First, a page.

I heard a very rare story the other day. Someone told me they got a speeding ticket. Perhaps it’s because people don’t tend to open up much, but I can’t recall another such anecdote in recent years.
“Word on the street,” always told in a jokey fashion that makes it seem both farcical and pathetic, has been that Albuquerque Police and Bernalillo County don’t enforce speeding laws anymore. The first-person account I heard the other day indicates otherwise, but where can one find statistics on issuance of speeding tickets that might really dent “word on the street”?
Well, that hasn’t proven to be as easy as you might think, at least up to now. BetterBurque’s very first IPRA request has been to obtain such records, after having been bounced around between CABQ, BernCo and Metropolitan Court a bit. So far, all I’ve gotten is a link to the NM Courts website “case lookup,” page, and that’s been a dead-end. Hence the continued IPRA request.
Data showing at least a significant decline in issuance of traffic tickets, including speeding, would conform to findings in other jurisdictions around the country. News accounts in recent years from Austin and Washington, D.C. are examples of that. This trend comes while traffic deaths overall have been falling, despite a spike in pedestrian deaths.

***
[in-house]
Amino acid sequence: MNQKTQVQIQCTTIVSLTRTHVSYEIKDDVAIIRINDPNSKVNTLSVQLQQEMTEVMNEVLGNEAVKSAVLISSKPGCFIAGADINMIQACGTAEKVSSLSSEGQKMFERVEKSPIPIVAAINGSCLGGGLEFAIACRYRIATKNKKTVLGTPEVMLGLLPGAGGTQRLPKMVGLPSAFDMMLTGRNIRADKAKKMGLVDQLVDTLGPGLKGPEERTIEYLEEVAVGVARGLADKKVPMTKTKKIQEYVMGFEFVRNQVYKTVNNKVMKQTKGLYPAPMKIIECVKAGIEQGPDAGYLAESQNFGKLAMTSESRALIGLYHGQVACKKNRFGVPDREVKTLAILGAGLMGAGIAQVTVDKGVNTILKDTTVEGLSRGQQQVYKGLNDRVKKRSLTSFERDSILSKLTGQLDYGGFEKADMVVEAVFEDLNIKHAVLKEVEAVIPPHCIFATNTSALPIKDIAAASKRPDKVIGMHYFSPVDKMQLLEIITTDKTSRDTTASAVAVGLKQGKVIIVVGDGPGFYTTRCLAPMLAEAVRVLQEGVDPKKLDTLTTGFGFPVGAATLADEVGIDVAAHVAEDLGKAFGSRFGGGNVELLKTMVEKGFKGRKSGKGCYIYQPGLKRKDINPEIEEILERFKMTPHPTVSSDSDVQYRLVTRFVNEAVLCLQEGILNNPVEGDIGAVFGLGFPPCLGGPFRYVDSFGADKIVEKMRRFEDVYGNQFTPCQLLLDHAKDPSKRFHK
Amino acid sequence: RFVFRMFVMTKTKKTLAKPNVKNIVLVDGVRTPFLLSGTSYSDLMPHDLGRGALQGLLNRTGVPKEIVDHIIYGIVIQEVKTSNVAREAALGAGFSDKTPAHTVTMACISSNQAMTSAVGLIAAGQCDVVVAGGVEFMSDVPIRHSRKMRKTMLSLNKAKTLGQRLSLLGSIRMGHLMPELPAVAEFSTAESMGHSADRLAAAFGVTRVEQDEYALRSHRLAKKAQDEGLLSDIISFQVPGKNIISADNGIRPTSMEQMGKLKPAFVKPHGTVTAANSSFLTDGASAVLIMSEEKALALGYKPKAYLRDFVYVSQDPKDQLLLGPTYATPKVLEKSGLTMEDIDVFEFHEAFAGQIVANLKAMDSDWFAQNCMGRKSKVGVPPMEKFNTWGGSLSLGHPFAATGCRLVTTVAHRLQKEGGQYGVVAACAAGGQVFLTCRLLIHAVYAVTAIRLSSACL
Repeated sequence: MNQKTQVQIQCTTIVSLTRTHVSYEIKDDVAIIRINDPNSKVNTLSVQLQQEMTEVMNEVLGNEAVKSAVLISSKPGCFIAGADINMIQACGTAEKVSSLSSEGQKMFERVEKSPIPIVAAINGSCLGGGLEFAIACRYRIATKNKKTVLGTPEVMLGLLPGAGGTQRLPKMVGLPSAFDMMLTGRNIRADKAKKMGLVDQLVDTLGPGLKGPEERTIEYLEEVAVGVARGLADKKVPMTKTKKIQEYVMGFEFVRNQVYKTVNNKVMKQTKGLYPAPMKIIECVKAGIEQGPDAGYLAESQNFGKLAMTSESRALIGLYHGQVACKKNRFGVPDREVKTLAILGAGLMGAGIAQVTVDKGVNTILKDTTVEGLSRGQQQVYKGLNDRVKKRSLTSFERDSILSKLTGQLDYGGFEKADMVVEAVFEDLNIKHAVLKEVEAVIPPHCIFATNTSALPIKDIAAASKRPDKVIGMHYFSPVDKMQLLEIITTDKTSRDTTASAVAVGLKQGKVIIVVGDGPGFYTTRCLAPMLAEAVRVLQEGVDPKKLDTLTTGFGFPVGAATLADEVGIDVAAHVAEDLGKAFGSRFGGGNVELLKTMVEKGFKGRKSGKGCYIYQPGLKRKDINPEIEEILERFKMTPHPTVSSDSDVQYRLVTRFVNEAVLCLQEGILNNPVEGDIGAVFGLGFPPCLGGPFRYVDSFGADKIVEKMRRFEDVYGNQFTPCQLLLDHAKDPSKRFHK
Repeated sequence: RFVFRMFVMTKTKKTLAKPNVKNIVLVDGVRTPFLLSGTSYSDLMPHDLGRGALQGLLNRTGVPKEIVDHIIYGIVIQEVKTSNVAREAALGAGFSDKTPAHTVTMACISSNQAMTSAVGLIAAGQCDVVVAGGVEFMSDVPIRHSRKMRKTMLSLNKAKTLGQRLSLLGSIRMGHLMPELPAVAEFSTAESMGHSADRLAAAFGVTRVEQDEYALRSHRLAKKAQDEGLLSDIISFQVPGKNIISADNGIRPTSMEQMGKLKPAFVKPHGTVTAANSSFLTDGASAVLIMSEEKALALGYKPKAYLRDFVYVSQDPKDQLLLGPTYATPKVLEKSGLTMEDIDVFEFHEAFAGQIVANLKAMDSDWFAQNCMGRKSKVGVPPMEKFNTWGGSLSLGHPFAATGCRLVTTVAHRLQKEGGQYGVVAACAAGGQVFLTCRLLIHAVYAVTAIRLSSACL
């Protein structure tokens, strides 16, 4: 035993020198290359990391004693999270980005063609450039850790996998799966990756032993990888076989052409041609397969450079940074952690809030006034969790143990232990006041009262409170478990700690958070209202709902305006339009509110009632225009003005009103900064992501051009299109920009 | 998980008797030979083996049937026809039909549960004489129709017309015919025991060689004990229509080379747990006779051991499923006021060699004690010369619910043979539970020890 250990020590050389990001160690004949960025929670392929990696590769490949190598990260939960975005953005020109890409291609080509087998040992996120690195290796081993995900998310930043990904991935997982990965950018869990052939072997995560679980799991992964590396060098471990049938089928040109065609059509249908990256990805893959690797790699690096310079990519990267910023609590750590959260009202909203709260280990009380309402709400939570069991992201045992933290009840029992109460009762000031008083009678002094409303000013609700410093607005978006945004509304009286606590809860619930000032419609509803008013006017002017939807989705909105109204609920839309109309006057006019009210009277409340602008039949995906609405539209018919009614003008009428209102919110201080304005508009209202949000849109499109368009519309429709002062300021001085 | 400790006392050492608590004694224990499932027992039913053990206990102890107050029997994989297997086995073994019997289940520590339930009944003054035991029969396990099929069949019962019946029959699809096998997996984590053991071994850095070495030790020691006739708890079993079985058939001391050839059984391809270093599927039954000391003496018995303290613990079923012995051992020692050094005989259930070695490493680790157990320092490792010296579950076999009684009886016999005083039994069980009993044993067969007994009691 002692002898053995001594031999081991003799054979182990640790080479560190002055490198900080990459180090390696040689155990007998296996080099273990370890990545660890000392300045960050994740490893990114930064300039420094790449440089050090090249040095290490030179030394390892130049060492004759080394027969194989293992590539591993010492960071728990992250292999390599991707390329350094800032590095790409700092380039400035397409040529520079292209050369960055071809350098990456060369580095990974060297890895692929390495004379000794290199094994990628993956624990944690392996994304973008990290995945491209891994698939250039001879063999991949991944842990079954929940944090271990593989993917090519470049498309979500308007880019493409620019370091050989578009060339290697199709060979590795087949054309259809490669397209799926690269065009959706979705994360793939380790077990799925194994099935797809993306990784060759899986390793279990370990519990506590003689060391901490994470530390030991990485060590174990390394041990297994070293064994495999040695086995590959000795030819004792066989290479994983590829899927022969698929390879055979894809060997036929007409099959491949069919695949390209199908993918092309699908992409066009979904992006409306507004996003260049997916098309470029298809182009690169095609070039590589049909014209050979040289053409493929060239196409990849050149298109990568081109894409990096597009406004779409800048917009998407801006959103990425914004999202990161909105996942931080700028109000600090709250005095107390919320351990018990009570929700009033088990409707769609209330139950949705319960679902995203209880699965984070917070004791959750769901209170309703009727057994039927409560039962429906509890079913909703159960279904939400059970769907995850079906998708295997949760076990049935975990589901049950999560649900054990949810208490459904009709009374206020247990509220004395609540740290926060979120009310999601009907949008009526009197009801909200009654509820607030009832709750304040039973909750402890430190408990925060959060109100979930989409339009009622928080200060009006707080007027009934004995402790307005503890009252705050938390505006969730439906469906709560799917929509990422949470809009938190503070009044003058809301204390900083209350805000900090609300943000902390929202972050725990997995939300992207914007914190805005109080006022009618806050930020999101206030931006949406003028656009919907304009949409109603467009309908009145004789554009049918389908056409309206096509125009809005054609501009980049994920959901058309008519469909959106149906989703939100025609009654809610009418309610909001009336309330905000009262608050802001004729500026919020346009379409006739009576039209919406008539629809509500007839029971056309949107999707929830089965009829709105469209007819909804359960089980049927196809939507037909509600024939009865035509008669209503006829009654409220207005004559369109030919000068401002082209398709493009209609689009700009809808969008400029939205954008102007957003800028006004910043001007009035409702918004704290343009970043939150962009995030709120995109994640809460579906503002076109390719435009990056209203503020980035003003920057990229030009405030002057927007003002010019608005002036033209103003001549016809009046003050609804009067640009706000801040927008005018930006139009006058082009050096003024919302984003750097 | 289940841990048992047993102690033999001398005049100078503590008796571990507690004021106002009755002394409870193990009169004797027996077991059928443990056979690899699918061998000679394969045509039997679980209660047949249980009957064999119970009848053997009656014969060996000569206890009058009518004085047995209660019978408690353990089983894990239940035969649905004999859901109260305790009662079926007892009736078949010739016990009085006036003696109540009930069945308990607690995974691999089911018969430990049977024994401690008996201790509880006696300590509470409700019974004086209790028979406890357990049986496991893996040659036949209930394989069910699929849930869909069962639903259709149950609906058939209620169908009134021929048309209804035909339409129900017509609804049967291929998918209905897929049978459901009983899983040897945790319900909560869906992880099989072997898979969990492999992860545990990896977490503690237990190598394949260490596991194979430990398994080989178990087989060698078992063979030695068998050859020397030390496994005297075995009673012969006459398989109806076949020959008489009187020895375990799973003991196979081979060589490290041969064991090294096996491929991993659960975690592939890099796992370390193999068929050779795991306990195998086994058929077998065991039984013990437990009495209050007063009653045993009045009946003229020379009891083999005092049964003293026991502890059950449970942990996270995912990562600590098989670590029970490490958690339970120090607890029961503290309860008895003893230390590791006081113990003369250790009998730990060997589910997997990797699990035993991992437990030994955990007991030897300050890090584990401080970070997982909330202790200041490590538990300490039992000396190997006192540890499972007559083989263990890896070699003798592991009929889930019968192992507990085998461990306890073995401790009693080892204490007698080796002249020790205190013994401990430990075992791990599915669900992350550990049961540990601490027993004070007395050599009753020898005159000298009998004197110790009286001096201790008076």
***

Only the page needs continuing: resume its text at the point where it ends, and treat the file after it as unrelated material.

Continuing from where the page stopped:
That makes sense: *overall vehicle safety has dramatically improved, yet faster driving means less time to react to pedestrians. But without real data we’re left making statements like “that makes sense” and “word on the street.” More info is needed here in New Mexico, perhaps not necessarily quite as detailed as the **lovely data set available in New York City, or the statistical wealth found in Montgomery County, Maryland, but certainly more than can seemingly be found here.
Making our roads safer means having a better handle on what’s happening on these roads. At present, it appears we’re just leaving it all, including our public policy, up to anecdotes.
*This simple logic doesn’t include “cell phone theory” in terms of heightened distracted drivers and pedestrians looking down at their smart phones. More data collection needs to be done on this, too, with less similarly pathetic joking “aw, people are so stupid, ha, ha, ha” about it, in your humble blogger’s opinion.
**The NYPD effort is part of NYC’s “Vision Zero” webpage including graphic representation of every traffic death in the five boroughs.